• 2005-04-01
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If this had been posted on about any other day of the year, I’d have loved to check out the C++ version of The Mill on the Floss. (Yet another Victorian novel I never finished. Not yet anyway. Don’t take me wrong, I am very fond of Jude the Obscure and liked Wuthering Heights quite a lot. It’s a concentration issue, most likely).

But lacking this, at least there’s are real, existing translation of Lewis Carroll’s Jabberwocky into ActionScript. An excerpt (six lines’ worth, to be precise) goes thusly:

son.beware (jabberwocky);
son.beware (bird.jubjub);
son.shun (bandersnatch['frumious']);
var time = getTimer();
with (sword in hand) {
  while (getTimer() < = time + 100000000) {
    for (var i = 0; i <= foe.length; i++ ) {
      if (foe[i] == 'manxome') {

(Here is a collection of translations of the poem into human languages.)

In the French blogospheric segment, Jean Véronis treats us to a prime example of the genre, starting out with something so reasonable that it sure not to happen, and finishing on the topic of … “digitising”, or scanning, historical Google screenshots. Digitising, mon œil, as they say here. (I really should comment on Mark Liberman’s coverage (start here and follow the links backwards) of storm in that particular tea cup — a very small tea cup, I might say, but since it contains the French president, there may be some lasting effects.)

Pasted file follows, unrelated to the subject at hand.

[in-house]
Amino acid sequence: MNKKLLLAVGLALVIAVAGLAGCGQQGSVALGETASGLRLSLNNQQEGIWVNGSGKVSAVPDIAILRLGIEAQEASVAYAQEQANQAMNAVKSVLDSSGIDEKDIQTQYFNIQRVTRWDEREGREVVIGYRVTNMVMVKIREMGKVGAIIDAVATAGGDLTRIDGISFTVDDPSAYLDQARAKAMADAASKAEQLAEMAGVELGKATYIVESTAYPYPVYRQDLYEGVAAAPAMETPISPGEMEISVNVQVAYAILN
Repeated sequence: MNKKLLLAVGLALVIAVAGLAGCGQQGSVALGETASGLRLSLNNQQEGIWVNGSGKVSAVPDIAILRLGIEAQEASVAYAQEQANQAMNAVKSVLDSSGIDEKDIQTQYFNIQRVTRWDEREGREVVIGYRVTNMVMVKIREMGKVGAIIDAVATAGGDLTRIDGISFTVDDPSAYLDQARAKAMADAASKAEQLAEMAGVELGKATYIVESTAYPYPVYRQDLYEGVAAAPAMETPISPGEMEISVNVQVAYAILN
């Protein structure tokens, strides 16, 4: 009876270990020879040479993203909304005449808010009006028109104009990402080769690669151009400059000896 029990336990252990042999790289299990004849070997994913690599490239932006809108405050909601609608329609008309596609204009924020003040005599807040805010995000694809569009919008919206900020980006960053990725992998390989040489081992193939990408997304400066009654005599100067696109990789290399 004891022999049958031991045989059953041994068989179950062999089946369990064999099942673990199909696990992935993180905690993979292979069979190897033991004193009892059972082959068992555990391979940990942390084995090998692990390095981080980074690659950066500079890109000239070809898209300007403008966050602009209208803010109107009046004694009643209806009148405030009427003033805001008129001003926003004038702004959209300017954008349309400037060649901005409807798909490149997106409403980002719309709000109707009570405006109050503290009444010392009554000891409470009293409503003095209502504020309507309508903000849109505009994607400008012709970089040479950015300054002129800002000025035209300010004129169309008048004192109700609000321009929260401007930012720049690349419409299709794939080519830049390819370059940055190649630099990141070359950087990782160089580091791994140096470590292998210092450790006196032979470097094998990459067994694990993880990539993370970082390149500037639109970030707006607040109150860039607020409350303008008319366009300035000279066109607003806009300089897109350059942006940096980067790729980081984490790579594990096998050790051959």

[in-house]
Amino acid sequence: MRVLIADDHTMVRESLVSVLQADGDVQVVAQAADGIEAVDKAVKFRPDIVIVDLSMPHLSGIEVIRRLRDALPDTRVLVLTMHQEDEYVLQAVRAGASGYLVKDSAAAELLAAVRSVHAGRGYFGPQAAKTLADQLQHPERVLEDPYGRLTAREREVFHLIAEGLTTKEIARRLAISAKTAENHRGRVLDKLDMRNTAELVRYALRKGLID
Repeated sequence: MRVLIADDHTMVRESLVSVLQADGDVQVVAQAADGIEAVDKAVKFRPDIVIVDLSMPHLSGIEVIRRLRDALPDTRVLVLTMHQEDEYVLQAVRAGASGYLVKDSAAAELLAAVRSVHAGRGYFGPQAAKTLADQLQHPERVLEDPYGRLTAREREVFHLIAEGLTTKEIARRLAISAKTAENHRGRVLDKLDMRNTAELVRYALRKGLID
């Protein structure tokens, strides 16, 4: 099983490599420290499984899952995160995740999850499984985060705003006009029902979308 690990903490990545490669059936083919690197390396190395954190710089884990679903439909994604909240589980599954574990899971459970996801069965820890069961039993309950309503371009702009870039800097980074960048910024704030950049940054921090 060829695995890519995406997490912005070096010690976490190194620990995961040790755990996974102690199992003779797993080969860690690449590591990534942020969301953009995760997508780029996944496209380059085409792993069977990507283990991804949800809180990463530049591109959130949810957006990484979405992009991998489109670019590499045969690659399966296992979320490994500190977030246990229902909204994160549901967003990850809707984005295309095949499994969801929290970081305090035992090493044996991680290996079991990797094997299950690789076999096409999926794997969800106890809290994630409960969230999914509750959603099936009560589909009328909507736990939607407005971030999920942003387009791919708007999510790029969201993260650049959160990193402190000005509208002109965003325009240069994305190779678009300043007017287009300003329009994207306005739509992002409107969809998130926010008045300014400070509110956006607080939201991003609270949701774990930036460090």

On the absolutely serious side, Eolas, a French law blogger (and ruthless capitalist, which is a tautology), prepares us for what is to come by explaining point for point how new popes are elected, as usual with a keen eye for the legal side of the matter. Truly a fo(u)nt of knowledge. His article reminds me of one of the best history books I’ve ever read, Mario Biagioli’s Galileo, Courtier. One point of maybe mostly anectotal interest, but which has stuck with me, was that even as late as in Galileo’s time, the time that the cardinals spent tucked away in the Sistine Chapel to elect a new pope used to be enough of a physical strain that several of them could be expected not to survive the ordeal. Which, in turn, gave the new pope the occasion to strengthen his own political faction.